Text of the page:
I hugged him.  This was our regular routine as we greeted each other at church.

After service I closed the piano lid and stepped onto the stage to get my regular hug from Nellie, a precious widow.  Her husband and Doug fished and talked about Jesus for many years.  They used to come greet me together.  After he died of cancer, she continued to climb those few steps. We cried sometimes as we hugged now.  But whenever I ask, "How ya doing, Nellie?" she finds something good about her week to share.

Why do some people give you an organ recital ("my back aches, my stomach's acting up, my head hurts") and others count their blessings?  It's not because of their circumstances.  Some of the happiest people I know have real problems.  Often complainers have pretty comfortable lives.  The perspective seems to be an internal thing.

Though I'm generally an optimist, I can slip into that griping mode pretty quickly.  It's a fast spiral down to the mulligrubs!  But I found the cure.  It's not a pill but the answer is found in a song.  This one is by a very young Hovie Lister and The Statesmen.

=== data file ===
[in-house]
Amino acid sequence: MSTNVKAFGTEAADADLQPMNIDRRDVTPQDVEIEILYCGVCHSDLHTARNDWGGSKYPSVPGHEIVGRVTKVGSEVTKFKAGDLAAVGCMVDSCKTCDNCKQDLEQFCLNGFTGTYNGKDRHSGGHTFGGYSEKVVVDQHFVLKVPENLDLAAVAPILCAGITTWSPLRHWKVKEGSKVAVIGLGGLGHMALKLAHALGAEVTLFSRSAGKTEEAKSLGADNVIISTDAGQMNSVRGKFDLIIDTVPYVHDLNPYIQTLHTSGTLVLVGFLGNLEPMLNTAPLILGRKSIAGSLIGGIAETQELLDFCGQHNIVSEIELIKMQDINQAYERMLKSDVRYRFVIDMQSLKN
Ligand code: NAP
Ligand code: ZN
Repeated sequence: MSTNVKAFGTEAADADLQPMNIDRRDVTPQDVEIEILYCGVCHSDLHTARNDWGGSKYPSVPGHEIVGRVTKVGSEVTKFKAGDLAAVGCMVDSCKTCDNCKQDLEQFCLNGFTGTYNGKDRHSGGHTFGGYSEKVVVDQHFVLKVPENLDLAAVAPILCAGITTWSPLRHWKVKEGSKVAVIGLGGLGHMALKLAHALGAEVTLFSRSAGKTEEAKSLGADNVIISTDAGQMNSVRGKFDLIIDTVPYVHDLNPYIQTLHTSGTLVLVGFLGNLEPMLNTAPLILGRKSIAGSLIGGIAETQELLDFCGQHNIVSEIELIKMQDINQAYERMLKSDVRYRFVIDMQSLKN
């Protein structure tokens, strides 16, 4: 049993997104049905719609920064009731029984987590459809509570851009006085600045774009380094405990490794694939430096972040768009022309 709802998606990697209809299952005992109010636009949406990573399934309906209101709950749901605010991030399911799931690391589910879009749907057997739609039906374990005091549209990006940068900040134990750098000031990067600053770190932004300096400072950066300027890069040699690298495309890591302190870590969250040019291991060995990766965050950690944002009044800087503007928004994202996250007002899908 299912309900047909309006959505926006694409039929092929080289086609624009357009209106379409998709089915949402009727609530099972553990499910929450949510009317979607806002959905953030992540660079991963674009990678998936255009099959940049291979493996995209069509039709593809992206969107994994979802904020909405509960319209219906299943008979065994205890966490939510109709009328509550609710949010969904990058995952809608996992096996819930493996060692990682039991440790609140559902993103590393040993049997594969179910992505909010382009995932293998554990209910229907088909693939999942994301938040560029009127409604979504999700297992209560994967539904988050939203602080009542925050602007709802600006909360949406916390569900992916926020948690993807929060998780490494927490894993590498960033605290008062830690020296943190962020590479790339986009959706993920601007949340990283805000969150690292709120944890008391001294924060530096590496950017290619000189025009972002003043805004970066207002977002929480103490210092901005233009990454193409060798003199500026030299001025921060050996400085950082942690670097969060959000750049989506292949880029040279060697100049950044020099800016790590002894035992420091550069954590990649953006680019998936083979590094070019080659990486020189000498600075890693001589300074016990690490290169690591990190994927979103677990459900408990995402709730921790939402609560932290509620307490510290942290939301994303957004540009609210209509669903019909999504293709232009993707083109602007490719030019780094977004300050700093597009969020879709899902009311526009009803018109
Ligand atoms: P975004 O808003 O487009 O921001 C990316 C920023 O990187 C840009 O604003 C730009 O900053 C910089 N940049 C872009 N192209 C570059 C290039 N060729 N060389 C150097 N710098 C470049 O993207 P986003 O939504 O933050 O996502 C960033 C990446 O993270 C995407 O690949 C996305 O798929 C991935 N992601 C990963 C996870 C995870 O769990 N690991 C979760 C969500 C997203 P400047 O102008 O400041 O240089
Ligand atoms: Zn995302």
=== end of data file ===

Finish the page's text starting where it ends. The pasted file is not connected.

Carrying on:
This old hymn contains a truth about counting your blessings even when life is discouraging. There are several ways to do that and change habits and perspectives.

1. Keep a daily journal and list 3 blessings.
2. Before you get out of bed, find one thing to praise God for.
3. As you lay your head on your pillow, count the day's blessings aloud again.

When I go to the front door to lock it each night, I step onto the porch and speak to God.
"Thank You for those beautiful stars."

"Lord, I appreciate my piano students.  Thank You for them."

"It's been a hard day but I know You walked with me.  Thank You for You!"

"I really blew it today but I thank You for a fresh start and new mercies tomorrow!"

If you have trouble finding those blessings, let Chuck Swindoll get you started.  He named a few benefits we enjoy because of others to whom God gave creativity.  

Above my head is a bright electric light. Thanks, Tom